Last week, President-elect Joe Biden introduced his first major legislative effort on the economy: a $1.9 trillion economic recovery bill.
“We have to act and we have to act now,” Biden said last week in announcing details of his plan.
At the same time, members of his circle of advisors are also keenly focused on taking full advantage of his first 100 days in office with hopes that a second economic bill will follow “shortly thereafter” to tackle two interrelated issues: climate and infrastructure. Biden himself said the stimulus bill is the first in a “two-step plan to build a bridge to the other side of the crisis we face to a better, stronger, more secure America.”
“I think he's likely to get most of it,” John Podesta, founder of the Center for American Progress and a former top adviser to Presidents Obama and Clinton, said in an interview with Yahoo Finance, referring to the $1.9 trillion stimulus bill. Biden will then likely focus on an infrastructure bill that Podesta predicts will “make those big investments.”
Brian Deese, Biden’s incoming director of the National Economic Council, also signaled aggressive moves ahead in a recent Fox New interview. “One of the things we've learned in crises is that acting decisively will put us on a path to have a stronger economic recovery coming out of this,” he said.
Podesta, who worked with Deese in the Obama White House and is advising from the outside now, predicts that Biden’s aides are “going to come back with another substantial package, really aimed at transforming the energy sector.” Podesta also predicted a wide range of actions from the Biden administration on climate issues – including rejoining the Paris Climate agreement and changing leasing polices for public lands. (Podesta worked on climate policy in the Obama administration.)
Tom Steyer, the billionaire climate activist and former presidential candidate, added during a Yahoo Finance interview on Tuesday, that the Congressional piece is crucial. Biden "needs Congress to come along with him in terms of the big plan to rebuild America in a clean way," he said.
It remains to be seen what the proposal to Congress on these two issues – climate change and infrastructure – are undertaken as all together or as a separate pieces of legislation. Biden’s campaign plan combined the issues into a single plan promising “a national effort aimed at creating the jobs we need to build a modern, sustainable infrastructure now and deliver an equitable clean energy future.”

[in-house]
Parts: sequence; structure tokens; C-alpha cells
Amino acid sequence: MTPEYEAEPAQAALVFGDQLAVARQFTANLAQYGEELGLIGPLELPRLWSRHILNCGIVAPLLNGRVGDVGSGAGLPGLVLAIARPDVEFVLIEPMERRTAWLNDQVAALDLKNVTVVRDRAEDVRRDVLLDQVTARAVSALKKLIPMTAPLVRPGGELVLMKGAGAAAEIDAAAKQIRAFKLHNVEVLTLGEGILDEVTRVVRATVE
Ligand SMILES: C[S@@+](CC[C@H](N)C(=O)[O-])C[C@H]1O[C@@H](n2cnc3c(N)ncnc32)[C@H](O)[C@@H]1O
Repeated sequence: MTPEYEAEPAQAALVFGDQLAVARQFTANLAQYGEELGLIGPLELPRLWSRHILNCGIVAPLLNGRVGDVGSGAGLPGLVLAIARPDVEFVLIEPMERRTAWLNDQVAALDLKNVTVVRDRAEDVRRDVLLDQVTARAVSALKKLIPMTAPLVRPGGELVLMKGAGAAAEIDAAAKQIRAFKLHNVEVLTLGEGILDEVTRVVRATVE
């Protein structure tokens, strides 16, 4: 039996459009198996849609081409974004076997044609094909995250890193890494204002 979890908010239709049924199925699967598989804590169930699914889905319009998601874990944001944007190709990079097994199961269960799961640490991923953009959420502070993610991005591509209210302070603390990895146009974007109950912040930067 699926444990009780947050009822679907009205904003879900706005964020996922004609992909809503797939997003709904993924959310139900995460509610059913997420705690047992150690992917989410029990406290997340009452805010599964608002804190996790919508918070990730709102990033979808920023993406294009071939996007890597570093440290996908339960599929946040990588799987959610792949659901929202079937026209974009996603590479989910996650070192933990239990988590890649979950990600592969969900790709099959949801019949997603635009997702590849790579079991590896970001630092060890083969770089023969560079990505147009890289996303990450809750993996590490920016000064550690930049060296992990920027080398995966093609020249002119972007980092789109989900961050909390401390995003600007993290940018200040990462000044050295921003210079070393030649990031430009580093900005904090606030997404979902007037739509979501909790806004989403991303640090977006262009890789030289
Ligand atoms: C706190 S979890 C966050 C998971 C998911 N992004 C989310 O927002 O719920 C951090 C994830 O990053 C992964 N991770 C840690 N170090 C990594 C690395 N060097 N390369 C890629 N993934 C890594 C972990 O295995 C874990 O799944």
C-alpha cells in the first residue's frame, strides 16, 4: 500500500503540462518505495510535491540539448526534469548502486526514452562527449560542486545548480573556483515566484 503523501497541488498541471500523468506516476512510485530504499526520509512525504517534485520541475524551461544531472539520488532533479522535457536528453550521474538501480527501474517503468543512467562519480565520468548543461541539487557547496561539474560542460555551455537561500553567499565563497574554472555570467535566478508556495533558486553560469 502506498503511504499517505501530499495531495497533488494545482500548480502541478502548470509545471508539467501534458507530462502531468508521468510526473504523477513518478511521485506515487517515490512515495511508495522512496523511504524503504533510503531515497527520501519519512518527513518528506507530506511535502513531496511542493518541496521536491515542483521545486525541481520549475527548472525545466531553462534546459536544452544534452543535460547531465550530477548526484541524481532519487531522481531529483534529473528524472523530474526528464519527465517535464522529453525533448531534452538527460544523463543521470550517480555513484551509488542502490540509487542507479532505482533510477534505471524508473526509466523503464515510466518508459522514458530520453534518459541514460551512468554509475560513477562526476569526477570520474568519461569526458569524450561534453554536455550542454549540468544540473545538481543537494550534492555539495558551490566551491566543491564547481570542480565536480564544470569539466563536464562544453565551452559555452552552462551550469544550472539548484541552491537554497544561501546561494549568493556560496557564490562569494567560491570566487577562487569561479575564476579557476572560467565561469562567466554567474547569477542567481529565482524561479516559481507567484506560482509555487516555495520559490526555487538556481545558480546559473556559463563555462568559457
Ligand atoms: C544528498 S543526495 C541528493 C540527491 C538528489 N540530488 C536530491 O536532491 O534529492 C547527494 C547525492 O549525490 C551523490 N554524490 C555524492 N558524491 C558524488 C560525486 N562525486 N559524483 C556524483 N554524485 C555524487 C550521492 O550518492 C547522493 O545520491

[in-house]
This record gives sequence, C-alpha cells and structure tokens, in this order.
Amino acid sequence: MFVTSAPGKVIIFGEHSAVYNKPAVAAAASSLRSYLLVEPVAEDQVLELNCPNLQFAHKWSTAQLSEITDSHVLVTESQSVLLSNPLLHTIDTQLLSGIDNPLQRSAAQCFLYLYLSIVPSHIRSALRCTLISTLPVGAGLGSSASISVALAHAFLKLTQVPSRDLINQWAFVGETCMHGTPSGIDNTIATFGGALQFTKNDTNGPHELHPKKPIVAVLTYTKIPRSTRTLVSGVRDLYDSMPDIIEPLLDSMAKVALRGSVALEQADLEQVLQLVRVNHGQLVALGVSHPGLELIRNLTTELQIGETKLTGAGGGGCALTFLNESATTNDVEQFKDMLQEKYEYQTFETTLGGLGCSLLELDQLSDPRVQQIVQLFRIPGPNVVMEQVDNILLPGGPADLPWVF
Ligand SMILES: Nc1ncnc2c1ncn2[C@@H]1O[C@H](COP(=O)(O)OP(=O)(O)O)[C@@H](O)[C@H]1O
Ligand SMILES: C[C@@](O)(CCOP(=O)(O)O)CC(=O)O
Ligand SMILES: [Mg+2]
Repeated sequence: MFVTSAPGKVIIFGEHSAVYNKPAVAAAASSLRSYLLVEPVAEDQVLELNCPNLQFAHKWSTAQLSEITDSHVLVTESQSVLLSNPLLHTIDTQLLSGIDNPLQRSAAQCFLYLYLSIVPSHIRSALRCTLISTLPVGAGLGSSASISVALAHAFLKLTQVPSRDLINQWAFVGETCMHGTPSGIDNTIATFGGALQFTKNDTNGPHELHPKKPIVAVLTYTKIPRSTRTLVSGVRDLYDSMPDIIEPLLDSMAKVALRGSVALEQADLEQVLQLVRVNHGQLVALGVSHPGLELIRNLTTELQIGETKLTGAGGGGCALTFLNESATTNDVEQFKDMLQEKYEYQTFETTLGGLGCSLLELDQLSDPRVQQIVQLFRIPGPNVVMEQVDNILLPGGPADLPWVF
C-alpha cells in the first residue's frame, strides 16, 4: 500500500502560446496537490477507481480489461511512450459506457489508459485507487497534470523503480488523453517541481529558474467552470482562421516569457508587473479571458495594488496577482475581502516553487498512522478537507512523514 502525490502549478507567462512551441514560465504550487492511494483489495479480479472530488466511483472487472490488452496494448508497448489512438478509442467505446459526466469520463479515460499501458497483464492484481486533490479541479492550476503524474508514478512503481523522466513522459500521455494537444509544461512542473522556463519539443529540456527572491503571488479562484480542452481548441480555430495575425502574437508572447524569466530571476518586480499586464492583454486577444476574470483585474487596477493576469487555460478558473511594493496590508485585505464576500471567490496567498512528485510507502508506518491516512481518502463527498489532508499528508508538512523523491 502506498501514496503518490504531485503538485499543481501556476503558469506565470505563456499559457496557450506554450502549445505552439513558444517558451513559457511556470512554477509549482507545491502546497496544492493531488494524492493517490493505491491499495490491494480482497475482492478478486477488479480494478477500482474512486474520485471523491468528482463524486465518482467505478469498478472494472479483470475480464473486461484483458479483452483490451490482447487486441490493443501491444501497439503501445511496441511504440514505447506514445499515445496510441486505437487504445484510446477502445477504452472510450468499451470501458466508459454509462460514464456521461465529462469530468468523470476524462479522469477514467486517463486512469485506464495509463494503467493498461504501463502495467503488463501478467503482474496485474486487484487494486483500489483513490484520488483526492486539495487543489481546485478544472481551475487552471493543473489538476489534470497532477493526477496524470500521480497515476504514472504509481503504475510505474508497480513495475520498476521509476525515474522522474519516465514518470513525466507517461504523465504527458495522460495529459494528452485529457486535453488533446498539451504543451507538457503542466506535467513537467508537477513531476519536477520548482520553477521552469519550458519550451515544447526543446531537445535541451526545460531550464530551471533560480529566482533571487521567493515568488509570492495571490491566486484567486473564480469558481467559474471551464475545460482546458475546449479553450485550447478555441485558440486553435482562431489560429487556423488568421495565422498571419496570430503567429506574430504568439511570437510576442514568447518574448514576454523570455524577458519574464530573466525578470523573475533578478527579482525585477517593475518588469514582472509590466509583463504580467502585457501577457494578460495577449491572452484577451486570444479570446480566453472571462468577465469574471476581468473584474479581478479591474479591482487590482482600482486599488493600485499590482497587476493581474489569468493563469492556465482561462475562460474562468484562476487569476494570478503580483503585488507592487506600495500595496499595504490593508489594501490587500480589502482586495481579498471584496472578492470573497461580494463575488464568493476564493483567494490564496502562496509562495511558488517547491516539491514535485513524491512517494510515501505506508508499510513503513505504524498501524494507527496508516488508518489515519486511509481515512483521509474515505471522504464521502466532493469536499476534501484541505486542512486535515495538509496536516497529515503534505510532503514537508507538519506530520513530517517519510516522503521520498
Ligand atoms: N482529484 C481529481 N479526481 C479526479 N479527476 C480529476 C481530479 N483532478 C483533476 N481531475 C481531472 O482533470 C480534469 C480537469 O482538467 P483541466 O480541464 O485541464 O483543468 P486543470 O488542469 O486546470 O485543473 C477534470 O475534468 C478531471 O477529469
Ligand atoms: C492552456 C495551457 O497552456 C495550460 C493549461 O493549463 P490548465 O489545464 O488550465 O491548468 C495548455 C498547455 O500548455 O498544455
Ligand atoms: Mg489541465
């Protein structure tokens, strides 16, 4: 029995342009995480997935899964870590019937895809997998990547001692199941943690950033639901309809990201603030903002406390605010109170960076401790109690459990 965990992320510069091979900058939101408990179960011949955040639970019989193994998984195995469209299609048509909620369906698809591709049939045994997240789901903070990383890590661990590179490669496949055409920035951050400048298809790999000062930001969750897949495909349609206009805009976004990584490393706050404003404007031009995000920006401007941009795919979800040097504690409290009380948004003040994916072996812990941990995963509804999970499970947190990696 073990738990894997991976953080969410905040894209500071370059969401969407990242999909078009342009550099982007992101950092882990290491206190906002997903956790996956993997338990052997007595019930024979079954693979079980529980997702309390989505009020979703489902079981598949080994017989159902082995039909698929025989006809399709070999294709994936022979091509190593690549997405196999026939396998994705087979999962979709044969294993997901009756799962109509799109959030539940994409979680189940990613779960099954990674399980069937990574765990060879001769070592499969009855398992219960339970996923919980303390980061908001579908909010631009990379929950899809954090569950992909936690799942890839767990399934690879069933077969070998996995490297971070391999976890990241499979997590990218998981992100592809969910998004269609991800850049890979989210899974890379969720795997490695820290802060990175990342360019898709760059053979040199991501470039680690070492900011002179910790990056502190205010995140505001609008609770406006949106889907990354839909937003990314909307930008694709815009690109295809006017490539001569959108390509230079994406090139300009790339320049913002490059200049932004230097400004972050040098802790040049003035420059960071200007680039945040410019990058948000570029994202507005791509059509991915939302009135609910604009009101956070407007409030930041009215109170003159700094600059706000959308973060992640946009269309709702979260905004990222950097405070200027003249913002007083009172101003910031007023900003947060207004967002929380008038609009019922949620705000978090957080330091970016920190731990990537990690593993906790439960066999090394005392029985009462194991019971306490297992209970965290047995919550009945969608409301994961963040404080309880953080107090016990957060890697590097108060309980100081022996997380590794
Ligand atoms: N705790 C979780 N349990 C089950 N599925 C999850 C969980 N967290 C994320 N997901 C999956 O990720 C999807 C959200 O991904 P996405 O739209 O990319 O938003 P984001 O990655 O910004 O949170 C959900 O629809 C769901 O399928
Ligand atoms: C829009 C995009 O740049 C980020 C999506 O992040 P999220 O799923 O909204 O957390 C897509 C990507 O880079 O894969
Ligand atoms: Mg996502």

Podesta said infrastructure “may be a place where Republicans could find common ground to try to push forward with big investments.” There's Republican support for things like building out more renewable power, he noted.
In a Fox News interview on Jan. 17, Sen. Lindsey Graham (R., S.C.) suggested that what Republicans need to do is “work with Biden where we can, maybe on infrastructure,” before adding that they would ”fight like hell” against initiatives he claimed would undercut border security or institute a Green New Deal.
Throughout the campaign, Biden often put distance between his climate plans and the Green New Deal suggesting they would take the proposal from Sen. Bernie Sanders and others under advisement but not replicate many of its ideas.
The Biden transition team has also promised to send an immigration bill to Congress on Wednesday, its first day in office. That bill will reportedly include an eight-year pathway to citizenship, an expansion of refugee admissions, as well as new technology-based enforcements plan on the border.
Ben Werschkul is a writer and producer for Yahoo Finance in Washington, DC.